Israeli Prime Minister Benjamin Netanyahu apologized on Monday for controversial comments he made last week about Arab citizens voting in "droves" in the country's parliamentary elections.
"I know that the things I said a few days ago hurt some citizens in Israel, the Arab Israeli citizens," Netanyahu said. "This was not my intention and I am sorry."
Netanyahu, known as Bibi, survived a hard-fought challenge last week to retain his position as prime minister. The victory, however, did not come without its bruises. Netanyahu's comments during the election drew consternation from leaders around the world, including President Barack Obama.
"We indicated that that kind of rhetoric was contrary to what is the best of Israel's traditions," Obama told The Huffington Post in an interview that aired on Saturday.
Netanyahu's election rhetoric, which the White House called "divisive," could have an impact on the broader political climate in the Middle East, including the contentious issue of Palestinian statehood. Speaking with The Huffington Post, Obama would not comment on whether he would continue to block Palestinian efforts to procure statehood through the United Nations.
The president did say he spoke with Netanyahu after the election and told the Israeli leader "it is going to be hard to find a path where people are seriously believing that negotiations are possible."
Some young Israelis and Palestinians still remain hopeful. Fusion's America with Jorge Ramos visited the West Bank city of Ramallah in February and spoke with Fadi Quran, a 26-year-old tech entrepreneur who worked in Silicon Valley before returning to Ramallah to launch an alternative energy startup.
Life in the West Bank can be intense. As they drove past an Israeli military compound, for instance, Quran warned Ramos that the Israeli military might aim a rifle's laser pointer at them.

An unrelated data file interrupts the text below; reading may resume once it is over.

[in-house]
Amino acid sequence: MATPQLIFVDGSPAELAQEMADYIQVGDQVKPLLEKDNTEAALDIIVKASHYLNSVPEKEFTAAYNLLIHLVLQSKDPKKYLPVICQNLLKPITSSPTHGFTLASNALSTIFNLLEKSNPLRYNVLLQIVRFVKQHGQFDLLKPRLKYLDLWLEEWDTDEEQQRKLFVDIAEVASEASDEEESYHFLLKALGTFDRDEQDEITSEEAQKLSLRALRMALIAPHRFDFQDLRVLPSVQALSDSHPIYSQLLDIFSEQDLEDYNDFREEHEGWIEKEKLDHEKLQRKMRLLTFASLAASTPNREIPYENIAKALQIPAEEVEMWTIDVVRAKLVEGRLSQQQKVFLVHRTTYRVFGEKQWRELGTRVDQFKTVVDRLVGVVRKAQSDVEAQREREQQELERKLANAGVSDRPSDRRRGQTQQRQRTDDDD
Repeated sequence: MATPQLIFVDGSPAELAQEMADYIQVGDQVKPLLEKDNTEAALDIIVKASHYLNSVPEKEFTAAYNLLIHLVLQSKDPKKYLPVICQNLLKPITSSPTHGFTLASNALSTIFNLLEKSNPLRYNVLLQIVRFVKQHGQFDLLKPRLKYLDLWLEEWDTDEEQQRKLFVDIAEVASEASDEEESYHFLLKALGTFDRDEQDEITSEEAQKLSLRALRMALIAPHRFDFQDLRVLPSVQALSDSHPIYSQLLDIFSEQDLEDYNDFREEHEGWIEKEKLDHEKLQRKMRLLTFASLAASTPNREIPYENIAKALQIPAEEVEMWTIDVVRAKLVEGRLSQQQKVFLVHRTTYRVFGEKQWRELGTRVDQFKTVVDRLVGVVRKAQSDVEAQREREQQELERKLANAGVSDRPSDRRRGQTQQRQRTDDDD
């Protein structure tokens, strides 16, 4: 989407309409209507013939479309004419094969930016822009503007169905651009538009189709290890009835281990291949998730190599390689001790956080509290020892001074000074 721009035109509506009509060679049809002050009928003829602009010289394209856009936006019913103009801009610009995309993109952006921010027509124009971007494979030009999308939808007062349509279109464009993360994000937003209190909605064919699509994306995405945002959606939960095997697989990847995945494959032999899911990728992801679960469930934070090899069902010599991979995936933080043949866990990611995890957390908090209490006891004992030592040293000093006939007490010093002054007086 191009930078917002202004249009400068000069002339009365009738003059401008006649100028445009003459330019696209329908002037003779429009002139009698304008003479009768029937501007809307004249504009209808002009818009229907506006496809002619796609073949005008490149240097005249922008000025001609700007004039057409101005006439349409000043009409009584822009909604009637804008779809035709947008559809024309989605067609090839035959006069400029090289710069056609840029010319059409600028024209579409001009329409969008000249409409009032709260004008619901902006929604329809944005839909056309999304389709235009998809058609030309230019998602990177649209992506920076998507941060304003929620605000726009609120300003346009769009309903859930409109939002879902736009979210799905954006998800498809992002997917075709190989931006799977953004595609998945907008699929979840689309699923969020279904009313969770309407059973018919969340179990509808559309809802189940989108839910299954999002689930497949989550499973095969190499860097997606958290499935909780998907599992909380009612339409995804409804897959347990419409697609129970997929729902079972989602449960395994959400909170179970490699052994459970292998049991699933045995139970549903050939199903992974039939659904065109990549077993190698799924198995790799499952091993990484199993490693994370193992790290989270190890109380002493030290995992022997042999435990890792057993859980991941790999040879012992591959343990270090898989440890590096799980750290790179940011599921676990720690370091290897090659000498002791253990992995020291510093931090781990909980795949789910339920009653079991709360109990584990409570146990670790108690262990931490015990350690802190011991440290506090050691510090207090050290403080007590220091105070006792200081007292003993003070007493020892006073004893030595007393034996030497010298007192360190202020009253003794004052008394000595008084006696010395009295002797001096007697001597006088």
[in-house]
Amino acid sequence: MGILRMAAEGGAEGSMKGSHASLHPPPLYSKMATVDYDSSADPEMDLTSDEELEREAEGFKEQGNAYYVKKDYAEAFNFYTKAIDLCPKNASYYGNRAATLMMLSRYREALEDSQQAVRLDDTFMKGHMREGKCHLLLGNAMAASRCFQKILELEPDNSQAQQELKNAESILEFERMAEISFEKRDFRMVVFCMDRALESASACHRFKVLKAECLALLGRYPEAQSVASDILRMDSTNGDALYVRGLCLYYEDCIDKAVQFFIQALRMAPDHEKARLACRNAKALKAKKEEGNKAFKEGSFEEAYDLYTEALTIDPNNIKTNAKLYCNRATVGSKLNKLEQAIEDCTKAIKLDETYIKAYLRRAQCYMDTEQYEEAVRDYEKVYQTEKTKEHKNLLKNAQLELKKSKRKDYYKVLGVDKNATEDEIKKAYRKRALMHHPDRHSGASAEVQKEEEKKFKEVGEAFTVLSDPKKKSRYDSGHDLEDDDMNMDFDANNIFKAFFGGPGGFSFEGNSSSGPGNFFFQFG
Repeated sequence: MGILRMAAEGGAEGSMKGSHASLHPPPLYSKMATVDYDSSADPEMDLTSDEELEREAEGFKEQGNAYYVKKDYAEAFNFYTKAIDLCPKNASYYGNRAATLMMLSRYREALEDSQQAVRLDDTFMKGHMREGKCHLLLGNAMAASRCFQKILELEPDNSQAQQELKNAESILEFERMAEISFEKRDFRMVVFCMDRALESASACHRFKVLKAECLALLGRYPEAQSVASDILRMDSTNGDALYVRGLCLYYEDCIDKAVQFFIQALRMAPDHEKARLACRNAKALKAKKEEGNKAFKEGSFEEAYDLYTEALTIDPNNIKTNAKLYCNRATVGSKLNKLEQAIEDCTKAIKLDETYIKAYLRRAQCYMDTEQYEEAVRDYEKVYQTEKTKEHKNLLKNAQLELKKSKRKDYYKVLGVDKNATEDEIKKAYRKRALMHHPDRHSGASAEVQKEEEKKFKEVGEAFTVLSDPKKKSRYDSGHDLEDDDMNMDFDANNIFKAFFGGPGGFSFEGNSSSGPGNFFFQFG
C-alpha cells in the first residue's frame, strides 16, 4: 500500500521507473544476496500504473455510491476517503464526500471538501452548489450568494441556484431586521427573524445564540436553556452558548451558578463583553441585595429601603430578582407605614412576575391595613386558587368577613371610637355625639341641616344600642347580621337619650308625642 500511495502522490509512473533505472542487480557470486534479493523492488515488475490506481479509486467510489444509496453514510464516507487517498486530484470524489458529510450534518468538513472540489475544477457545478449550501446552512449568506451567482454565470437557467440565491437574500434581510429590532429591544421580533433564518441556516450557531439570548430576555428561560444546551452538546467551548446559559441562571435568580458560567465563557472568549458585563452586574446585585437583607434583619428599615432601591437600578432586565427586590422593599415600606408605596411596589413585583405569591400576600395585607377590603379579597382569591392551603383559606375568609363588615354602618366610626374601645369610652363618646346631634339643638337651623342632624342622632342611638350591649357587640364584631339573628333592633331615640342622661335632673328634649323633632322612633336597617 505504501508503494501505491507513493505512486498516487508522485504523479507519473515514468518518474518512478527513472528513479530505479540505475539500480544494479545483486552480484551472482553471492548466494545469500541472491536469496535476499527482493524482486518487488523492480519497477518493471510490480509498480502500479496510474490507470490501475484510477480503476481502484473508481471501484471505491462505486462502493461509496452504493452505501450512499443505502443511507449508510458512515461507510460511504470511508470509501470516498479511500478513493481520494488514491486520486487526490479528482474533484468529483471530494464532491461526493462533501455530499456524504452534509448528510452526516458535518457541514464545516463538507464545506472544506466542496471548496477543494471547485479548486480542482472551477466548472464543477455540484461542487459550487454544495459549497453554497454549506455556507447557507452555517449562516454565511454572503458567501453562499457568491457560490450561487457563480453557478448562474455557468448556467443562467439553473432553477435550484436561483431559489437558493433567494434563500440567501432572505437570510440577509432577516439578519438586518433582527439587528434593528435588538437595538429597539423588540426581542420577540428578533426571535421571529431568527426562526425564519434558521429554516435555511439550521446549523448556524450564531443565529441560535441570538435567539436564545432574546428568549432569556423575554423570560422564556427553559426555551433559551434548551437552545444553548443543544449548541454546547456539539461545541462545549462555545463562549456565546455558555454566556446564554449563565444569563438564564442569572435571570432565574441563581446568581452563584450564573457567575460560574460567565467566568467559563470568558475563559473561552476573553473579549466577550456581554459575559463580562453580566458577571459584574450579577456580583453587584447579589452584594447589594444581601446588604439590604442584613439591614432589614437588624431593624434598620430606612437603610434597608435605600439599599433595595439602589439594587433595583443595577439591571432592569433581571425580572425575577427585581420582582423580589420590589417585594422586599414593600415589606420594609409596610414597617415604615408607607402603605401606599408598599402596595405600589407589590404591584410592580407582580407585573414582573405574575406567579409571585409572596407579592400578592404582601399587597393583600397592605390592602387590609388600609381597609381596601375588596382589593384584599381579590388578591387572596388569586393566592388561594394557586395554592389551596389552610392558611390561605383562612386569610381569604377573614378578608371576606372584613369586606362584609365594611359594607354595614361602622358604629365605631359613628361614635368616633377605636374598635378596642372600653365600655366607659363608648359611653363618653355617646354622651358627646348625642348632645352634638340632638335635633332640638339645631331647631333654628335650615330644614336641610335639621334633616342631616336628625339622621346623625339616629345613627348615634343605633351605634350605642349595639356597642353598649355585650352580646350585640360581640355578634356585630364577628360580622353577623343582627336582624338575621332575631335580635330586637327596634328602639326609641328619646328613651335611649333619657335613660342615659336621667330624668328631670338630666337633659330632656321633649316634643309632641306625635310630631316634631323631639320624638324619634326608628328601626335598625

"How is it for you as a young Palestinian to live in Ramallah?" Ramos asked Quran.
"You feel you are under a system of apartheid and a system that discriminates against you because of the language you speak and the color of your skin and a system that's seeking to forcibly move you, cleanse you, from your land," he replied.
"Do you think about occupation everyday?" Ramos asked.
"It's not that you think about occupation everyday you live occupation every day," he replied.
Still, Quran found a way to remain optimistic.
"I see peace coming," he told Ramos.
"Really? You're hopeful?" Ramos asked.
"I see peace coming if we work for it strategically," Quran said. "I'm hopeful because you have to be hopeful to achieve change."
Jorge Ramos reporting from Israel and the West Bank will air on Fusion on Tuesday, April 28, at 10 p.m. ET.
Ted Hesson was formerly the immigration editor at Fusion, covering the issue from Washington, D.C. He also writes about drug laws and (occasionally) baseball. On the side: guitars, urban biking, and fiction.